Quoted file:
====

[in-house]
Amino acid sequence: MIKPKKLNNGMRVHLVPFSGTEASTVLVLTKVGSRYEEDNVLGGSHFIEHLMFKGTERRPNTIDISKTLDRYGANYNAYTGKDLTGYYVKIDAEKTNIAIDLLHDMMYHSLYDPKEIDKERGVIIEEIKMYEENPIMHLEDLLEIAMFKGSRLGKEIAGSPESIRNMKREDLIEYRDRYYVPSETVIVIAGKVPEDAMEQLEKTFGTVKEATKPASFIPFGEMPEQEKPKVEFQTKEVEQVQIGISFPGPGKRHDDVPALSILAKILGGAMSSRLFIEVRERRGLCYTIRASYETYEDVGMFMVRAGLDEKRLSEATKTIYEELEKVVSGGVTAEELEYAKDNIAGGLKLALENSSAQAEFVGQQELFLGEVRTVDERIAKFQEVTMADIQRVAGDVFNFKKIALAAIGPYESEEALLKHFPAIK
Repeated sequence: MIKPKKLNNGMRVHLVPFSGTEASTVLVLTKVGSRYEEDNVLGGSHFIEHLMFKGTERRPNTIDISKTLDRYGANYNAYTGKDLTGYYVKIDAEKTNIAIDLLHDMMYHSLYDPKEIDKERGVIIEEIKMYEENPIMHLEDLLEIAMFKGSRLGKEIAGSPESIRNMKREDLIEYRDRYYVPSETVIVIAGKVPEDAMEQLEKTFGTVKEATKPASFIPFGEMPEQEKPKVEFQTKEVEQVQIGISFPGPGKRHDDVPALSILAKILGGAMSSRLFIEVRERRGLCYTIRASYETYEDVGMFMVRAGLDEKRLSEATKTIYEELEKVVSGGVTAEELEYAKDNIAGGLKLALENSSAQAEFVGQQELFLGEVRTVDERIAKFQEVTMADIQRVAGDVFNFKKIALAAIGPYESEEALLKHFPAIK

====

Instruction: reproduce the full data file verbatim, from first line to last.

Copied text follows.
[in-house]
Amino acid sequence: MIKPKKLNNGMRVHLVPFSGTEASTVLVLTKVGSRYEEDNVLGGSHFIEHLMFKGTERRPNTIDISKTLDRYGANYNAYTGKDLTGYYVKIDAEKTNIAIDLLHDMMYHSLYDPKEIDKERGVIIEEIKMYEENPIMHLEDLLEIAMFKGSRLGKEIAGSPESIRNMKREDLIEYRDRYYVPSETVIVIAGKVPEDAMEQLEKTFGTVKEATKPASFIPFGEMPEQEKPKVEFQTKEVEQVQIGISFPGPGKRHDDVPALSILAKILGGAMSSRLFIEVRERRGLCYTIRASYETYEDVGMFMVRAGLDEKRLSEATKTIYEELEKVVSGGVTAEELEYAKDNIAGGLKLALENSSAQAEFVGQQELFLGEVRTVDERIAKFQEVTMADIQRVAGDVFNFKKIALAAIGPYESEEALLKHFPAIK
Repeated sequence: MIKPKKLNNGMRVHLVPFSGTEASTVLVLTKVGSRYEEDNVLGGSHFIEHLMFKGTERRPNTIDISKTLDRYGANYNAYTGKDLTGYYVKIDAEKTNIAIDLLHDMMYHSLYDPKEIDKERGVIIEEIKMYEENPIMHLEDLLEIAMFKGSRLGKEIAGSPESIRNMKREDLIEYRDRYYVPSETVIVIAGKVPEDAMEQLEKTFGTVKEATKPASFIPFGEMPEQEKPKVEFQTKEVEQVQIGISFPGPGKRHDDVPALSILAKILGGAMSSRLFIEVRERRGLCYTIRASYETYEDVGMFMVRAGLDEKRLSEATKTIYEELEKVVSGGVTAEELEYAKDNIAGGLKLALENSSAQAEFVGQQELFLGEVRTVDERIAKFQEVTMADIQRVAGDVFNFKKIALAAIGPYESEEALLKHFPAIK